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"Snouffer’s clear, lovely soprano reached the heights with pinpoint accuracy of attack.”
"Dirst is an efficient, extremely precise conductor who has an ear for detail and up-to-date ideas about performing Bach."
-The Washington Post
Re-Gifting with Royalty
Friday, September 21 at 7:30 pm
Zilkha Hall / Hobby Center For The Performing Arts
Leading composers of the Baroque era often repurposed their own works, especially when a royal patron needed a special gift. Bach and Couperin were expert re-gifters: Bach’s “Six Concertos for Diverse Instruments” (as he titled them) were assembled, not composed afresh, for the Margrave of Brandenburg, while Couperin collected his chamber music at regular intervals for the royal seal of approval from Louis XIV. The fifth and sixth “Brandenburg” concertos turned the genre on its head, with an unprecedented harpsichord cadenza (in No. 5) and a violin-free texture of lower strings only (in No. 6). Soloists for this program include violinist Elizabeth Blumenstock, flautist Colin St-Martin, harpsichordist and artistic director Matthew Dirst, and soprano Lauren Snouffer.
SOLOISTS & FEATURED ARTISTS
ABOUT THE ARTISTS
Lauren Snouffer is celebrated as one of the most versatile and respected sopranos on the international stage. Highlights of the 2017-18 season include Mozart’s Requiem with The Cleveland Orchestra, Barber’s Knoxville: Summer of 1915 and Mahler’s Fourth Symphony with the Malaysian Philharmonic Orchestra, and Don Giovanni in concert with the Moscow Chamber Orchestra. She joins the Lyric Opera of Chicago for a new production of Orphée et Eurydice and her reputation as a leading exponent of contemporary music is fortified with performances of Berg’s Lulu at the Teatro Municipal de Santiago, George Benjamin’s Written on Skin for Opera Philadelphia, and the world premieres of operas by Ricky Ian Gordon at Houston Grand Opera and by Andrew Norman for the Los Angeles Philharmonic. Collaborations of past seasons include performances with Marin Alsop and the Orquestra Sinfônica do Estado de São Paulo, Alan Gilbert and the New York Philharmonic, Markus Stenz and the Baltimore Symphony Orchestra, and Franz Welser-Möst and The Cleveland Orchestra. An impactful discography includes Hasse’s Siroe and Handel’s Ottone for Decca, Gottschalk’s Requiem for the Living on Novona Records, Grantham’s La cancíon desesperada on Harmonia Mundi, and Feldman’s The Rothko Chapel for ECM.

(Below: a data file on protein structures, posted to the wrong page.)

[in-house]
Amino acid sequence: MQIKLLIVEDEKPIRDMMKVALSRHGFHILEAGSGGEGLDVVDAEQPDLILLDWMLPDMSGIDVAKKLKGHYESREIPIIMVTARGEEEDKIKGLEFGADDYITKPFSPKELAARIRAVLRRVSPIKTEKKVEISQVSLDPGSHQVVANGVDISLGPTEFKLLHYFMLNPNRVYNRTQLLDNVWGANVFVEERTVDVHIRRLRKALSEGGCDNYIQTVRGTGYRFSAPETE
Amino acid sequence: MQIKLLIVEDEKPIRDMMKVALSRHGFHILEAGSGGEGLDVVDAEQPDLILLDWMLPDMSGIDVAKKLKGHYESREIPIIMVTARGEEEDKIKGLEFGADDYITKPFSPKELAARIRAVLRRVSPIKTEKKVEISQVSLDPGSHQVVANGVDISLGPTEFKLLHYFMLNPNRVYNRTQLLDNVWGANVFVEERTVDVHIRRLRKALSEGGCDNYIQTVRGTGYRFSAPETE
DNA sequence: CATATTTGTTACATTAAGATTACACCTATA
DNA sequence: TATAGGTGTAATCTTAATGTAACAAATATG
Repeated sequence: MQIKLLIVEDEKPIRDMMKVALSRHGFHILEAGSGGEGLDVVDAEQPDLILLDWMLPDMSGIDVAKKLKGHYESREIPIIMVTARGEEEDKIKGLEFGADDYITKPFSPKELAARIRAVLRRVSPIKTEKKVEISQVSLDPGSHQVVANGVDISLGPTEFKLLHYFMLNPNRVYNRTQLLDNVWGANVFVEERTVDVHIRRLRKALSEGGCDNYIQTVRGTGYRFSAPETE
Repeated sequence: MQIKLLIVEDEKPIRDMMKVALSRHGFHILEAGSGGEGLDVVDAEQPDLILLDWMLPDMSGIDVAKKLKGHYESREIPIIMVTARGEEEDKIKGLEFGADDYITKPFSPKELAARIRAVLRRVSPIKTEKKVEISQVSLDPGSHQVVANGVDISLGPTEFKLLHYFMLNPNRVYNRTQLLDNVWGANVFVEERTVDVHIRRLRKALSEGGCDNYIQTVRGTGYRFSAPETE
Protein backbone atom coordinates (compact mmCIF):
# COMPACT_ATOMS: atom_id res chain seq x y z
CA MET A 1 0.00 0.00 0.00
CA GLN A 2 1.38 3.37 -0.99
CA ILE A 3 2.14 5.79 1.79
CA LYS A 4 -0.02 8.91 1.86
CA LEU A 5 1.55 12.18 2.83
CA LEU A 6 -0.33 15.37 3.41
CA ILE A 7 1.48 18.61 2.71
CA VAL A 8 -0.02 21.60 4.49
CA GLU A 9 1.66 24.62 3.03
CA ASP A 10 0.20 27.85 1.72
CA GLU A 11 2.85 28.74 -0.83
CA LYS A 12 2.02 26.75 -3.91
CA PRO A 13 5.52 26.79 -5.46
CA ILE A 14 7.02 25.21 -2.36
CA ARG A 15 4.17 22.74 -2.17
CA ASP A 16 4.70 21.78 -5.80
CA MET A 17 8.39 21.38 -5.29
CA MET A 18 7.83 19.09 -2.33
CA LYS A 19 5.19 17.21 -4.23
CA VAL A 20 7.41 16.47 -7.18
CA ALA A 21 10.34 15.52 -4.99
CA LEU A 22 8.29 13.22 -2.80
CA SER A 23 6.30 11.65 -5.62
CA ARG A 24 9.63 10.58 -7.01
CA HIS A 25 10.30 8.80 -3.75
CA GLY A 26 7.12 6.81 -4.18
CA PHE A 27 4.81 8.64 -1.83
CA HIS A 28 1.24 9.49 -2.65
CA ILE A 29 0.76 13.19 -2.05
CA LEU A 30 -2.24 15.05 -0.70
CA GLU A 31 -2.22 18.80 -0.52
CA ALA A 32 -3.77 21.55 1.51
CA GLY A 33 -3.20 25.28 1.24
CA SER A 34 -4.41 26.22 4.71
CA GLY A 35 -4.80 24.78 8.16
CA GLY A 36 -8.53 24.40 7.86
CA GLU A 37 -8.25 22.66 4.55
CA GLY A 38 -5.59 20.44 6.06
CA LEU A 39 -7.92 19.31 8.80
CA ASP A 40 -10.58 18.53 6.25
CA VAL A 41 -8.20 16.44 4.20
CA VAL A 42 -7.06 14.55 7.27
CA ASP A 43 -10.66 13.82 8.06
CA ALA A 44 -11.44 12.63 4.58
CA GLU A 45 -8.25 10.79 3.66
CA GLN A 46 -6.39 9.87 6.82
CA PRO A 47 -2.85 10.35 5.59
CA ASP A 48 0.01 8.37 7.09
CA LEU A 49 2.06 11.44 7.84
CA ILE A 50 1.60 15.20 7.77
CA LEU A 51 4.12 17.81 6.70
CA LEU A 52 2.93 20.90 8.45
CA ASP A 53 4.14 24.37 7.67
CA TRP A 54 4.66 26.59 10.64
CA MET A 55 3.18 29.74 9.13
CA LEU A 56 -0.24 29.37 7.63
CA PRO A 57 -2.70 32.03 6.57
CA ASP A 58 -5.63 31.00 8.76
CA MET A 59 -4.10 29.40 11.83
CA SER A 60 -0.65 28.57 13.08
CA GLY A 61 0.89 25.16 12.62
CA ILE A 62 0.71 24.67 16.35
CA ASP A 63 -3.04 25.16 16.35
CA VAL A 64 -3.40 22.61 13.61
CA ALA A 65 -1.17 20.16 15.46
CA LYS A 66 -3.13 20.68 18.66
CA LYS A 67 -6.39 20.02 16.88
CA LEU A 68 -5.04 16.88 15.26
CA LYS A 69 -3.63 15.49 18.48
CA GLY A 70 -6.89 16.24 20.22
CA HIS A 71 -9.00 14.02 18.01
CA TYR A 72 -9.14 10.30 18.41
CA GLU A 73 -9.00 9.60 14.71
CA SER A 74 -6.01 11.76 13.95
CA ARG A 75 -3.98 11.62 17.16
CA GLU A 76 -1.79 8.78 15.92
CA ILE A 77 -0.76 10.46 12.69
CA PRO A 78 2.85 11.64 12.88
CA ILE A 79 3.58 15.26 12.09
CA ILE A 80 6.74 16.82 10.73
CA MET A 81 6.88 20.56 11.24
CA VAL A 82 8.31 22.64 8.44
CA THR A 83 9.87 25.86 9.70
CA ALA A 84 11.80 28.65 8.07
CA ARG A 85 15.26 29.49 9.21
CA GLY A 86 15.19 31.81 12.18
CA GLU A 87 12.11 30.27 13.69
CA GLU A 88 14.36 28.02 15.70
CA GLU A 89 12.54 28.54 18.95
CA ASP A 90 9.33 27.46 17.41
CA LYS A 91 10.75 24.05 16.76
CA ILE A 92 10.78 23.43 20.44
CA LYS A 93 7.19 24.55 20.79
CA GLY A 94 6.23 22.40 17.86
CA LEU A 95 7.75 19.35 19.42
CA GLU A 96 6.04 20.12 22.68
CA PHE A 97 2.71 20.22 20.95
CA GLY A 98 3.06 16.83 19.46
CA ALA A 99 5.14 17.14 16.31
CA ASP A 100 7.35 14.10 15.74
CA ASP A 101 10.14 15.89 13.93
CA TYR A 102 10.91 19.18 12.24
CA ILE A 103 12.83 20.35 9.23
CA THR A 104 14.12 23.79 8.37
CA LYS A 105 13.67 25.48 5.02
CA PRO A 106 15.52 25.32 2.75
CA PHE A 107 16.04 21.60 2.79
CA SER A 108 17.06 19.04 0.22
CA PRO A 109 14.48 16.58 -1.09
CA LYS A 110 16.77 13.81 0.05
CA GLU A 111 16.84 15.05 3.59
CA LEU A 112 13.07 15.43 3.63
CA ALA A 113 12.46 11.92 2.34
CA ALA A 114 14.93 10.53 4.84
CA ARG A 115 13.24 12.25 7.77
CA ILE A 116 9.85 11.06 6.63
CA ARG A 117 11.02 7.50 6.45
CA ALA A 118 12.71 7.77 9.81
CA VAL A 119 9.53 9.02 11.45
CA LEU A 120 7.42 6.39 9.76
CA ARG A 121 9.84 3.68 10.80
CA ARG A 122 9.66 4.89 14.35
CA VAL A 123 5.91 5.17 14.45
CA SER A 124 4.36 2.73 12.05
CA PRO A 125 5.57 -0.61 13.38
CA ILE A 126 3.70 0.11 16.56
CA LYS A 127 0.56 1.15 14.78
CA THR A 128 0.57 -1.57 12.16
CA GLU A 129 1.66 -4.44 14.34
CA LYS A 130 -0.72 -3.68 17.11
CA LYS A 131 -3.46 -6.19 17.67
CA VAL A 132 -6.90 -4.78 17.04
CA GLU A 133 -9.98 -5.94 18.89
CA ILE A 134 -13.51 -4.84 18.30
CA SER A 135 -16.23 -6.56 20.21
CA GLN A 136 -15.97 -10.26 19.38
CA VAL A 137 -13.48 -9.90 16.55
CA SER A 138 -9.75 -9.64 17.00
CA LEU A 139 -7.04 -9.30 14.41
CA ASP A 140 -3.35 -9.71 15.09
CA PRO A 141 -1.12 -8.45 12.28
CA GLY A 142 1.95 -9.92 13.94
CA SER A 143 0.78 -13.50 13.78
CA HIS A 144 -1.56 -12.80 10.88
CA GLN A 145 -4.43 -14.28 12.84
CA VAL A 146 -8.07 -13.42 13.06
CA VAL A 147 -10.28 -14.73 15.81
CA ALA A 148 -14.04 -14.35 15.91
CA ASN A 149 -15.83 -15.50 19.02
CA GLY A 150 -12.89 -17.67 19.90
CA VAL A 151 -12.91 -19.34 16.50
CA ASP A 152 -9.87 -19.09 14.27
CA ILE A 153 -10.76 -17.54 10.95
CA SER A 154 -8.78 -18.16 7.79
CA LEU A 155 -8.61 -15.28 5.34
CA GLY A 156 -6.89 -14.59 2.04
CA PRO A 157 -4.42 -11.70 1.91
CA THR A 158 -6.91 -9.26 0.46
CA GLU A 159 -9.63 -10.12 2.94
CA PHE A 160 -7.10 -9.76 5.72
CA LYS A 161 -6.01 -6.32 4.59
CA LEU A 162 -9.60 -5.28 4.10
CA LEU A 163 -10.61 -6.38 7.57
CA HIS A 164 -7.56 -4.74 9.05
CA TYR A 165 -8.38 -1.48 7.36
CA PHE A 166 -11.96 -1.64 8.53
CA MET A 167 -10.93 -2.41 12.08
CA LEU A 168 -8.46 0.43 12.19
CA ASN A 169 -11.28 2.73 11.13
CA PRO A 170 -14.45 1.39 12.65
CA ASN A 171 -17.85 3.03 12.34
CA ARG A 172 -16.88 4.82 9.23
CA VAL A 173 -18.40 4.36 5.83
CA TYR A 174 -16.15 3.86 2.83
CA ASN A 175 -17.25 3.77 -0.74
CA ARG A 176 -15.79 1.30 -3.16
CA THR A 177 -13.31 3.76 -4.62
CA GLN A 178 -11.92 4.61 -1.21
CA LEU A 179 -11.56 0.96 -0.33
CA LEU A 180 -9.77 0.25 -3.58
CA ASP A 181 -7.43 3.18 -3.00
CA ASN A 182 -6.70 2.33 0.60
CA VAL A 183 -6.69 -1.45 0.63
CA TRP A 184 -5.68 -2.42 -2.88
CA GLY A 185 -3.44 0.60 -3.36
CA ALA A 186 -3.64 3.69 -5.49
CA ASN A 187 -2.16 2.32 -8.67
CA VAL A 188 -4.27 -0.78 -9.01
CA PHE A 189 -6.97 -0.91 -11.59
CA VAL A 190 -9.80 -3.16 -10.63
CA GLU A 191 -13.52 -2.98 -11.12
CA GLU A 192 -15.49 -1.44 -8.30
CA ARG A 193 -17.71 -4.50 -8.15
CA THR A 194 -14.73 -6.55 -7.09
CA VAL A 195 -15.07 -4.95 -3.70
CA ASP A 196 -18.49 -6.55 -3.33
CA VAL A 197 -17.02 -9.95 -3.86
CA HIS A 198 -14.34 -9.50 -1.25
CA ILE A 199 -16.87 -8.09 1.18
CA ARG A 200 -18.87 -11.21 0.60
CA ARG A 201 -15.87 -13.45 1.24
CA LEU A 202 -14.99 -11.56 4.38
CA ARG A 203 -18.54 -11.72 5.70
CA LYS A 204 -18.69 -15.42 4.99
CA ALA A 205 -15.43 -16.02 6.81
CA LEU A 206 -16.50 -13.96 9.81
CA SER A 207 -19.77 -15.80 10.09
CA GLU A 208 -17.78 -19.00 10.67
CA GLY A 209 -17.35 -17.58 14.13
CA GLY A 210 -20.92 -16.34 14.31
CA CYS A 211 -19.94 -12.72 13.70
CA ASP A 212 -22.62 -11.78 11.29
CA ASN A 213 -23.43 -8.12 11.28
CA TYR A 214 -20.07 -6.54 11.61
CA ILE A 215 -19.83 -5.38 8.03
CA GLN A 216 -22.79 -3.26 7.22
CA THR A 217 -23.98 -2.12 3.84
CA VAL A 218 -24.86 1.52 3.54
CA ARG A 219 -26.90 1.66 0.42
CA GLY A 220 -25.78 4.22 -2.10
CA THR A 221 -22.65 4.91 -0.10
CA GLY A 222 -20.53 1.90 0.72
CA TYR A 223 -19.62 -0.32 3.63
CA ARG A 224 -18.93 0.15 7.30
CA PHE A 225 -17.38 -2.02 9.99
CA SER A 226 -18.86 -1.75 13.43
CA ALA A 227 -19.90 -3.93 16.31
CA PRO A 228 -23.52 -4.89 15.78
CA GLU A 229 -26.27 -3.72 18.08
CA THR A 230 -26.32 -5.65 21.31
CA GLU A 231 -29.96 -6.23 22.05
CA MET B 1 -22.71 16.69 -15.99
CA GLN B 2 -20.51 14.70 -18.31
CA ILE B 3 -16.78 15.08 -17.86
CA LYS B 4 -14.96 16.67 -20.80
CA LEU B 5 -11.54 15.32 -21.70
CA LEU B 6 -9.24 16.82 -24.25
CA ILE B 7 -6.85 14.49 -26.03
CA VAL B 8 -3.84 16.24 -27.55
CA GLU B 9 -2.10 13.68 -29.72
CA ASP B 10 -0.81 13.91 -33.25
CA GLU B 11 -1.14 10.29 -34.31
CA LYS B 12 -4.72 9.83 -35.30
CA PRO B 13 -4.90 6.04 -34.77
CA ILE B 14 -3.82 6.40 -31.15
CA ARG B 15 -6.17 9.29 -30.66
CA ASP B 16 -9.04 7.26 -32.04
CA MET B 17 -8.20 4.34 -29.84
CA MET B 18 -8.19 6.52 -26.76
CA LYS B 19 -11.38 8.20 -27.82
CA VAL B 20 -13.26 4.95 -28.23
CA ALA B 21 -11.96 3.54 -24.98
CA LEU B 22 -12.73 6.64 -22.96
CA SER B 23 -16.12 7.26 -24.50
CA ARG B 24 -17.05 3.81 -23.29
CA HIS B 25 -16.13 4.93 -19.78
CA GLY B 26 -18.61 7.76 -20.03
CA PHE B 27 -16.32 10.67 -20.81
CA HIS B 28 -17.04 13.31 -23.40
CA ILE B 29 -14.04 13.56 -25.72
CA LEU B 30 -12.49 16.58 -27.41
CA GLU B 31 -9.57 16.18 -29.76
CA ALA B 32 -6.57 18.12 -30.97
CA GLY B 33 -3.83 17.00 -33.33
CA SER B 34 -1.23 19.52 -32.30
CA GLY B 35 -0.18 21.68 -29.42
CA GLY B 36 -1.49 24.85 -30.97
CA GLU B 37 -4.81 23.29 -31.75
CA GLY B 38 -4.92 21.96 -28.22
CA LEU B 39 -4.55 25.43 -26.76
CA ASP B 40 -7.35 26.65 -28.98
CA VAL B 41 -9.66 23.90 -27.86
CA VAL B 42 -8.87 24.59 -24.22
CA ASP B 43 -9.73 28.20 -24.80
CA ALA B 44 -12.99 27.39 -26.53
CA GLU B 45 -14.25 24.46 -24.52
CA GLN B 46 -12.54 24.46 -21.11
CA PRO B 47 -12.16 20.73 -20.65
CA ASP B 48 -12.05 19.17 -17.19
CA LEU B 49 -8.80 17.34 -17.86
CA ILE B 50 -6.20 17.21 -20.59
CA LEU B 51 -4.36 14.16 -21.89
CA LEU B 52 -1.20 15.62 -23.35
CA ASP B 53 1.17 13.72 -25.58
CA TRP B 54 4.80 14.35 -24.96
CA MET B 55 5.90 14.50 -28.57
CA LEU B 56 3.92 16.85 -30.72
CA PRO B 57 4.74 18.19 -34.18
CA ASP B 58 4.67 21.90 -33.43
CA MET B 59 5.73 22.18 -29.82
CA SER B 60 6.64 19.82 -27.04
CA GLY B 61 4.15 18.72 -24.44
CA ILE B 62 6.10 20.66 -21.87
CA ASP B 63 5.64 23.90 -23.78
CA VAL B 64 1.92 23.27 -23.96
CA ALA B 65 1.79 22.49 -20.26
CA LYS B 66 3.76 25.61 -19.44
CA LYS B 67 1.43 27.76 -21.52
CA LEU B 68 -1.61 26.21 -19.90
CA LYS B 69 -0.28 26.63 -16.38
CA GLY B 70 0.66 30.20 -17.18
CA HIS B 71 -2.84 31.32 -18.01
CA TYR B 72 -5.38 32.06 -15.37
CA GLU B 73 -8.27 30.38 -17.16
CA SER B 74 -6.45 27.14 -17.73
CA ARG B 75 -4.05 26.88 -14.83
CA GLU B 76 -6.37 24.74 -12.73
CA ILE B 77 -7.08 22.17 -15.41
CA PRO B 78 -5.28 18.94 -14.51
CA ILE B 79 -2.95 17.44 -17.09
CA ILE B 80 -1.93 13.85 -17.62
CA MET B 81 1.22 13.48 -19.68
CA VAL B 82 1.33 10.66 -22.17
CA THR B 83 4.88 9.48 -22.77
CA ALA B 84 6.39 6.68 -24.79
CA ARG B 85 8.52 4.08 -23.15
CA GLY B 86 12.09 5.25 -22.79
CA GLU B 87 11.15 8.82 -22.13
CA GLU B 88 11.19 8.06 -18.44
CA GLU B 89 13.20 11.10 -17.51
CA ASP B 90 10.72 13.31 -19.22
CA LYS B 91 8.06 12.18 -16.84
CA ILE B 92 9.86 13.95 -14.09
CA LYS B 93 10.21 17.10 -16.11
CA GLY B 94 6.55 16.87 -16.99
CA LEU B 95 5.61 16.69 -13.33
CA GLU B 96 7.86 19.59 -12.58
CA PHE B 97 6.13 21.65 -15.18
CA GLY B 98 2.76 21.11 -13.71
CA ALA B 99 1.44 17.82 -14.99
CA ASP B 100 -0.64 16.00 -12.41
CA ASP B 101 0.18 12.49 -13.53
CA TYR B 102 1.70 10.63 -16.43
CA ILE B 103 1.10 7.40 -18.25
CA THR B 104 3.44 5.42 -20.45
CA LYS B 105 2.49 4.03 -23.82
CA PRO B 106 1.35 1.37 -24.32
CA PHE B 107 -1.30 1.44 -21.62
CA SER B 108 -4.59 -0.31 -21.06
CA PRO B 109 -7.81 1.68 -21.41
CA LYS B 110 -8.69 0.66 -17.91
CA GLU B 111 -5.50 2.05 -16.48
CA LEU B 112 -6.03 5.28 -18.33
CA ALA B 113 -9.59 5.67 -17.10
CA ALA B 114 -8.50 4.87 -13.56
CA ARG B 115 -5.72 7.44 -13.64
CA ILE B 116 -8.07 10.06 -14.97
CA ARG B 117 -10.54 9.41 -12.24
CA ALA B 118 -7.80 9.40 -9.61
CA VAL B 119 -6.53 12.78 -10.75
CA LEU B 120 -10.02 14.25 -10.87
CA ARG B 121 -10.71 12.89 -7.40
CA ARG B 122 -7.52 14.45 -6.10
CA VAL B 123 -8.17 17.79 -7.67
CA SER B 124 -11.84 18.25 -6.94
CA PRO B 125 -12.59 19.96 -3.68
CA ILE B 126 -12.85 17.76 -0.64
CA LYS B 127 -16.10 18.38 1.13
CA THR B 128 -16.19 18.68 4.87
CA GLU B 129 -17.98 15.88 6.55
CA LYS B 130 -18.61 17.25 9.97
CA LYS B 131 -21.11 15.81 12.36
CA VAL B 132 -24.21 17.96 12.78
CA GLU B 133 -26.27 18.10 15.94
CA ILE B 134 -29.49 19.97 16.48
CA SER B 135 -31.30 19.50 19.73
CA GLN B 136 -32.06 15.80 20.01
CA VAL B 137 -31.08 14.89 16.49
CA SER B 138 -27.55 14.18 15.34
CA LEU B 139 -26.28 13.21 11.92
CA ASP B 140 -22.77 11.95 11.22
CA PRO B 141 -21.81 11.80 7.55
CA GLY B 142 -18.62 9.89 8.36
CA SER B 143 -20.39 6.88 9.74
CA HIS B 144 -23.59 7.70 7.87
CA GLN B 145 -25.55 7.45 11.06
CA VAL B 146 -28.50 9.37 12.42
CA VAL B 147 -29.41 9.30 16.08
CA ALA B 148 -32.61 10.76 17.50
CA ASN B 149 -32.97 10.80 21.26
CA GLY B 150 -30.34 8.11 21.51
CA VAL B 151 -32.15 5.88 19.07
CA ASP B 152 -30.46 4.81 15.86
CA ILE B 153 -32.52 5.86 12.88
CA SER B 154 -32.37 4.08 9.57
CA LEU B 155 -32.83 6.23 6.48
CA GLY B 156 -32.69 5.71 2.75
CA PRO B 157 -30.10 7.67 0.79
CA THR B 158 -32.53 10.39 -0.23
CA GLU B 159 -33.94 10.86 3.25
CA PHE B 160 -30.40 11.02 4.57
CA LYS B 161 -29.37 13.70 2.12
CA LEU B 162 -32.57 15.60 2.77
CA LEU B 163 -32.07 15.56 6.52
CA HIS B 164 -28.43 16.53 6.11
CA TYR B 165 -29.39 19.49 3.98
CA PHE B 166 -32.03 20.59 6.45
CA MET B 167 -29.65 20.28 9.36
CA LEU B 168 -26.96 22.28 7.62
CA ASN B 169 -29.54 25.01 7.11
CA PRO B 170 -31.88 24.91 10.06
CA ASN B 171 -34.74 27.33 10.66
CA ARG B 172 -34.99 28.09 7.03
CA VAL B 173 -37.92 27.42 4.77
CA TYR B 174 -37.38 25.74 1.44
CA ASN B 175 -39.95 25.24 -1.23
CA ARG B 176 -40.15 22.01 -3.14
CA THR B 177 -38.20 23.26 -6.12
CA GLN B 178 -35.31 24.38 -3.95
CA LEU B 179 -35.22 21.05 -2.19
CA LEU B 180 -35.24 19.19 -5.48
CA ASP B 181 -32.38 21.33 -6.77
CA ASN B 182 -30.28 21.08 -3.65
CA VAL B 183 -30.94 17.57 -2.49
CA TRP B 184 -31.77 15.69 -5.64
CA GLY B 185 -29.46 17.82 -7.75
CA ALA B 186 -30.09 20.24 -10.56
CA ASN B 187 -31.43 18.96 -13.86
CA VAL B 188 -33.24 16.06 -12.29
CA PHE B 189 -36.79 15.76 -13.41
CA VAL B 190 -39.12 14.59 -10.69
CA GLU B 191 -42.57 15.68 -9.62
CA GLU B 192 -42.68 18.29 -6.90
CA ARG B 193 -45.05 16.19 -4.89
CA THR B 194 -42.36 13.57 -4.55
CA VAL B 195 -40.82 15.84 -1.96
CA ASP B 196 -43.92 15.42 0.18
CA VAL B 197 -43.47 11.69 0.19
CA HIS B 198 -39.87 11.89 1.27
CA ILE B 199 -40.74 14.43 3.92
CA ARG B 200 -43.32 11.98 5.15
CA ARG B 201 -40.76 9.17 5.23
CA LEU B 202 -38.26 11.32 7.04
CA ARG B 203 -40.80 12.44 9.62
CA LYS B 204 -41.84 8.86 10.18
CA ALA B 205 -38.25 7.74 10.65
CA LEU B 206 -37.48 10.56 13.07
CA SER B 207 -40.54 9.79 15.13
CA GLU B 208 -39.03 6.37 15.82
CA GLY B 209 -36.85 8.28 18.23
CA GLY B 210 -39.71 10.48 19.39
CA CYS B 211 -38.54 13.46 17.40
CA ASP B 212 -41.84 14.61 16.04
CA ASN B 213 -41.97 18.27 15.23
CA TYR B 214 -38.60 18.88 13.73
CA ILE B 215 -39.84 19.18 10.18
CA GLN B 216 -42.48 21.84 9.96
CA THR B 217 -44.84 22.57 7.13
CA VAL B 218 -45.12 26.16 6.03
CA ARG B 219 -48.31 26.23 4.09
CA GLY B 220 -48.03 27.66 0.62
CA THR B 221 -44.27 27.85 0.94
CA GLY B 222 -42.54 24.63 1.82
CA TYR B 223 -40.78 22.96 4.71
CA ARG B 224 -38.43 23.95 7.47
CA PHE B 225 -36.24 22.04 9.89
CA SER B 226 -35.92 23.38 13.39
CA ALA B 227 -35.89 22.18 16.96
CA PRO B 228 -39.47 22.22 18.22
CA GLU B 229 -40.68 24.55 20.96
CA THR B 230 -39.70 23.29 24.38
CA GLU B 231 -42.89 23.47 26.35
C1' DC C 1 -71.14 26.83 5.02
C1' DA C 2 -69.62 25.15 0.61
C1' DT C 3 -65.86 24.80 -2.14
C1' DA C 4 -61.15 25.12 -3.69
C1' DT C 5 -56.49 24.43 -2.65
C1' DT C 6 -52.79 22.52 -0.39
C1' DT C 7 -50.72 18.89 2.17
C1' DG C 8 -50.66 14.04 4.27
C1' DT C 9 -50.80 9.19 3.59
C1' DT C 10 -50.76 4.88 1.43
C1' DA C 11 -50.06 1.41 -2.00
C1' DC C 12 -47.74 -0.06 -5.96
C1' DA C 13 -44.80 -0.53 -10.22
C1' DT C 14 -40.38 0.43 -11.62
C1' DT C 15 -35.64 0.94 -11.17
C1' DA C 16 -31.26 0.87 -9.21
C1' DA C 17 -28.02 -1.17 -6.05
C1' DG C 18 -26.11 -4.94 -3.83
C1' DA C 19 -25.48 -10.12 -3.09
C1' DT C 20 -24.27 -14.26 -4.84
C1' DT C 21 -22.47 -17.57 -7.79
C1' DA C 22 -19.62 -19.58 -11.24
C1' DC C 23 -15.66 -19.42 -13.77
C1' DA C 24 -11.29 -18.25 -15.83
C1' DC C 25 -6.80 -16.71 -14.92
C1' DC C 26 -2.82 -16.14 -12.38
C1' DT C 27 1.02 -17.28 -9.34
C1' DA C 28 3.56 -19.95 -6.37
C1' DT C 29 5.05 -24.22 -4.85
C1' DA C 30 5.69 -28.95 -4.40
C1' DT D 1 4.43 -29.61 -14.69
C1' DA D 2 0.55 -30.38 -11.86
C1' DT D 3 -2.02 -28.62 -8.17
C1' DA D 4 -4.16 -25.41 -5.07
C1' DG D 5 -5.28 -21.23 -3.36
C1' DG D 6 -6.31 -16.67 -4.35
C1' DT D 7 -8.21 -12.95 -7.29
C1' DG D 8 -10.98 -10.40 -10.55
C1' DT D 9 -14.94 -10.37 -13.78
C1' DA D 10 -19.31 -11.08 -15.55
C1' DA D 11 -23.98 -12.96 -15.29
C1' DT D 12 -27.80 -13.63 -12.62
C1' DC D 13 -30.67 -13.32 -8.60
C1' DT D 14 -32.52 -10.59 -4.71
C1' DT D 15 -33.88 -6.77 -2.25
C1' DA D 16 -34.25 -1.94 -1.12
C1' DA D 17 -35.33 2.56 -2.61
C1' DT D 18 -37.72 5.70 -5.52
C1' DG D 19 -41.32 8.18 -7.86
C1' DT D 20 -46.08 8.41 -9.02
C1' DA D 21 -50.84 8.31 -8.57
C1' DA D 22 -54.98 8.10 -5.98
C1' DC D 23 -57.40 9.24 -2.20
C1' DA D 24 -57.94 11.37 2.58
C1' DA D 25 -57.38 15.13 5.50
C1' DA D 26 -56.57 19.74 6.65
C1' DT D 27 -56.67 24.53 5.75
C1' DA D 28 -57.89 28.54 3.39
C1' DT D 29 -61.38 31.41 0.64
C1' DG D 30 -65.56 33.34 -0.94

Widely admired as a Baroque violinist of expressive eloquence and technical sparkle, Elizabeth Blumenstock is a long-time concertmaster with the Bay Area's Philharmonia Baroque Orchestra and American Bach Soloists, concertmaster of the International Handel Festival Orchestra in Goettingen, Germany, and Artistic Director of the Corona del Mar Baroque Music Festival in Orange County, California. Her love of chamber music has involved her in several accomplished and interesting smaller ensembles including Galax Quartet, Live Oak Baroque, Sarasa, and Voices of Music. Ms. Blumenstock teaches regularly for the Juilliard Historical Performance program, at the San Francisco Conservatory of Music, the American Bach Soloists' summer Festival and Academy, the International Baroque Institute at Longy, and the Valley of the Moon Music Festival. She plays a 1660 Andrea Guarneri violin built in Cremona, Italy, on generous permanent loan to her from the Philharmonia Baroque Period Instrument Trust.
Colin St-Martin, who since childhood was interested in 17th and 18th century European culture, began playing the traverso at the age of 14. His studies took him to Brussels, Belgium, where he obtained a First Prize (bachelor of music) from the Royal Conservatory of Music under the tutelage of the renowned master, Bart Kuijken. He returned to the US to complete graduate work at the Early Music Institute at Indiana University. Currently, Mr St-Martin is busy as a performer and recording artist with many early music ensembles across the US in addition to being sought after as a master teacher.
Ars Lyrica Founder & Artistic Director Matthew Dirst is the first American musician to win major international prizes in both organ and harpsichord, including the American Guild of Organists National Young Artist Competition (1990) and the Warsaw International Harpsichord Competition (1993). Widely admired for his stylish playing and conducting, the Dallas Morning News recently praised his “clear and evocative conducting” of Handel’s Alexander’s Feast, which “yielded a performance as irresistibly lively as it was stylish.” Dirst’s recordings with Ars Lyrica have earned a Grammy nomination and widespread critical acclaim. His degrees include a PhD in musicology from Stanford University and the prix de virtuosité in both organ and harpsichord from the Conservatoire National de Reuil-Malmaison, France, where he spent two years as a Fulbright scholar. Equally active as a scholar and as an organist, Dirst is Professor of Music at the Moores School of Music, University of Houston, and Organist at St Philip Presbyterian Church in Houston. His book Engaging Bach: The Keyboard Legacy from Marpurg to Mendelssohn was published by Cambridge University Press in 2012. He is also the editor of Bach and the Organ, which appears in the Bach Perspectives series from the University of Illinois Press in early 2016.